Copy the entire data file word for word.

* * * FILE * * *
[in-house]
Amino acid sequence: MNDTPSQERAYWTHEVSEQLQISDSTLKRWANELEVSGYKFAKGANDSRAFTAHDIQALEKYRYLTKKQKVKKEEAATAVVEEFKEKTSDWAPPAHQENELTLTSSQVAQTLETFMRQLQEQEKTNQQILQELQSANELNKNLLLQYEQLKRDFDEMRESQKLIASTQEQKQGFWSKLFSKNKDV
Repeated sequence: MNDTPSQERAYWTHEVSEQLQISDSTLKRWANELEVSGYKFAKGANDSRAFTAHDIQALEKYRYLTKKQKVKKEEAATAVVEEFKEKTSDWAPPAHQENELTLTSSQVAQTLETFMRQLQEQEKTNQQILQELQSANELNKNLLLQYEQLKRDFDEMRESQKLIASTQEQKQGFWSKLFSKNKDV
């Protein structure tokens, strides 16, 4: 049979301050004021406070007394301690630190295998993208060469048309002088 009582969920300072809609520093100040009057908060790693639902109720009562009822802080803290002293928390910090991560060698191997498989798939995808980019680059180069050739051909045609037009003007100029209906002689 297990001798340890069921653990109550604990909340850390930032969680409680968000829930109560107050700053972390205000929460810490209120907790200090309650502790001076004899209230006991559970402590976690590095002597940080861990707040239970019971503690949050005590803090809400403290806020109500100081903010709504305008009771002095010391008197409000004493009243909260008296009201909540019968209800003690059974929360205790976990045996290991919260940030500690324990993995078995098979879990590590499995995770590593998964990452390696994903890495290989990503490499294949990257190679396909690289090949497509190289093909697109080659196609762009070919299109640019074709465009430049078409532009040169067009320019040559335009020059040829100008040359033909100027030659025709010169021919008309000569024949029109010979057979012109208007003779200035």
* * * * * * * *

[in-house]
Amino acid sequence: MNDTPSQERAYWTHEVSEQLQISDSTLKRWANELEVSGYKFAKGANDSRAFTAHDIQALEKYRYLTKKQKVKKEEAATAVVEEFKEKTSDWAPPAHQENELTLTSSQVAQTLETFMRQLQEQEKTNQQILQELQSANELNKNLLLQYEQLKRDFDEMRESQKLIASTQEQKQGFWSKLFSKNKDV
Repeated sequence: MNDTPSQERAYWTHEVSEQLQISDSTLKRWANELEVSGYKFAKGANDSRAFTAHDIQALEKYRYLTKKQKVKKEEAATAVVEEFKEKTSDWAPPAHQENELTLTSSQVAQTLETFMRQLQEQEKTNQQILQELQSANELNKNLLLQYEQLKRDFDEMRESQKLIASTQEQKQGFWSKLFSKNKDV
């Protein structure tokens, strides 16, 4: 049979301050004021406070007394301690630190295998993208060469048309002088 009582969920300072809609520093100040009057908060790693639902109720009562009822802080803290002293928390910090991560060698191997498989798939995808980019680059180069050739051909045609037009003007100029209906002689 297990001798340890069921653990109550604990909340850390930032969680409680968000829930109560107050700053972390205000929460810490209120907790200090309650502790001076004899209230006991559970402590976690590095002597940080861990707040239970019971503690949050005590803090809400403290806020109500100081903010709504305008009771002095010391008197409000004493009243909260008296009201909540019968209800003690059974929360205790976990045996290991919260940030500690324990993995078995098979879990590590499995995770590593998964990452390696994903890495290989990503490499294949990257190679396909690289090949497509190289093909697109080659196609762009070919299109640019074709465009430049078409532009040169067009320019040559335009020059040829100008040359033909100027030659025709010169021919008309000569024949029109010979057979012109208007003779200035």